A couple of tricks with Redux and React-Router 3 months ago

Disclaimer: This article assumes a working knowledge of React, Redux and React-Router. One example is in Typescript because I wanted to share production code.

We would like to share some of the tricks we use that have allowed us to develop faster and simpler.

Route with Auth

As any other web application. We have some routes that need the user to be logged in. We use our own custom Route for those. We called our route component AuthorizedRoute.

The usage of AuthorizedRoute is the same as if it was a React-Router Route Component:

<AuthorizedRoute exact path="/files" component={ DataFiles } />


As you can see, AuthorizedRoute uses the Route Component in its render. However, we decide what we render in the Route Component. In this specific case, we care whether the user is logged in or not. We know whether the user is logged in by checking the token in Redux State.

Not just that, if the user is not logged in, we also dispatch an action that will trigger the login. In our specific case, the user will be redirected to the login page.

The combination of React Router and Redux, allows us to easily add routes that need authentication with no extra code.

Page Layout

In Onedot’s web application, most of the pages share a common Layout. They have the same sidebar, header, positioning in the center of the page, etc.

Hence, all the Routes that share the same Layout are wrapped with a Layout component. With React Router you can do this for those situations:

<Layout>
  <Switch>
    <Route exact path="/files" component={ DataFiles } />
    <Route exact path="/files/:fileId" component={ DataFile }/>
  </Switch>
</Layout>

That’s cool. All the pages have the same layout now.

We went slightly further and in our layout we also have Notifications and Overlays. Notifications are the common messages after something has been accomplished or failed: Your file cool_data.csv has been removed. Overlays are modals that expect the user to perform a specific action. For example when creating a folder and the user needs to enter the name.

The Notifications and Overlays are triggered by Redux Actions. Hence, they are Containers that are connected to Redux. We have a part of the state that manages active notifications and overlays.

This is possible because the Provider from React Redux is a parent of the previous code.

However, we realized that in Overlays we needed the information of the parameter of the url. The parameter you set when you create the route:

<Route exact path="/files/:fileId" component={ DataFile } />

Some of our Overlays needed to know the value of fileId parameter.
Our first approach was to add it to the part of the state in Redux that was triggering the Overlay. That was annoying. Whatever was triggering the Overlay had to have that data. Either because it was connected directly to React Router with withRouter or because the parent was passing the data as a prop.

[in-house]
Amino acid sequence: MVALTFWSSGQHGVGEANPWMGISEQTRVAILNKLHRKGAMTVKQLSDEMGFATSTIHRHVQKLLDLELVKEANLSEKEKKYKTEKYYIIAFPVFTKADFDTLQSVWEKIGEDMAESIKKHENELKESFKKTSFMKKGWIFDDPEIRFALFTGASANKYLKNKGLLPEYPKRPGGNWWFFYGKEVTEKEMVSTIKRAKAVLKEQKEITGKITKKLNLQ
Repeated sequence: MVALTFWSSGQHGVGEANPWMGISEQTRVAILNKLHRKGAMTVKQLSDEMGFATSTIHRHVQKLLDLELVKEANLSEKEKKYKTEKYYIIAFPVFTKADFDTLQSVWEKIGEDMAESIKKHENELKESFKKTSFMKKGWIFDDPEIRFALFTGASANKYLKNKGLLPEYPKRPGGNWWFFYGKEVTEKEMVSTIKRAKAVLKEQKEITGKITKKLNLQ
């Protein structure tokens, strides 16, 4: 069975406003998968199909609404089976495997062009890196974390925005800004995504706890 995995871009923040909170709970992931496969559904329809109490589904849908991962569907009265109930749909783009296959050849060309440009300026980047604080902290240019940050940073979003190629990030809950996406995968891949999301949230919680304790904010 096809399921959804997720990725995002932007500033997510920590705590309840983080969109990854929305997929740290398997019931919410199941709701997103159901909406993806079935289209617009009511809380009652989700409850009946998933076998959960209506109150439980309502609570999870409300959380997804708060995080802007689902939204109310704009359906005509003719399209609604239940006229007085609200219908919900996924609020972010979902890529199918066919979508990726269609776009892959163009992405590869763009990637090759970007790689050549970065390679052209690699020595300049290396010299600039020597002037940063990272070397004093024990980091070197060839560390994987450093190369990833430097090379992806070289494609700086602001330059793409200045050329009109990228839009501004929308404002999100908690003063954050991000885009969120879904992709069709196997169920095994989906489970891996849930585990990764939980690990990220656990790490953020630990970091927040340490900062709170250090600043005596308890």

We then tried connecting the Overlay to React Router directly with withRouter. That connected the component to the Router, but we didn’t have information about the path. The parameter fileId was not there. Only the children of the component in Route have access to information about the specific route. Remember that Overlay was in the Layout which was outside of the Route.

<Layout>
  <Switch>
    <Route exact path="/files" component={ DataFiles } />
    <Route exact path="/files/:fileId" component={ DataFile }/>
  </Switch>
</Layout>

One solution could have been to add the Overlays Component to each route. It would have meant that every time we create a new route that uses Overlays (which are most of them) we would have to remember to add it. That was not a good solution.

The solution we found was to use the render method in the Route component. Instead of passing the component prop, you can pass a render prop to Route. Check out the render prop in their Docs.

So, instead of adding the Layout as a parent component of Switch. We went for this solution:

const renderWithLayout = (Component) => (props) => (
  <Layout { ...props }>
    <Component { ...props } />
  </Layout>
);

This renderWithLayout will be used in our Routes:

<Switch>
  <Route
    exact
    path="/files"
    render={ renderWithLayout(DataFiles) }
  />
  <Route
    exact
    path="/files/:fileId"
    render={ renderWithLayout(DataFile) }
  />
</Switch>

Worth mentioning that now Layout is not wrapping Switch but is wrapping the Component of each Route.
When we call renderWithLayout(DataFiles) we get back a function that will be called by React Router. The parameter passed will be all the same props that are passed to the Component in the prop component.

From React Router Docs:
The render prop receives all the same route props as the component render prop.

const renderWithLayout = (Component) => (props) => (
  <Layout { ...props }>
    <Component { ...props } />
  </Layout>
);

This means that our Layout component always receives all the information of the route props. Which means that we finally can connect all its child components (Overlays) to React Router and have all the data from the path. Specifically the parameter of the route.

Conclusion

React Router and Redux are by itself powerful tools. However, when you combine them together you get something even more powerful than the sum of its part.

These are just 2 of the combinations we use. What  pattern do you use? We’d love to hear your thoughts on this and other patterns. Don’t hesitate to leave a comment.

For more on Redux patterns, you can read our How we connect Redux to our Services API blog post.

Thanks for reading!

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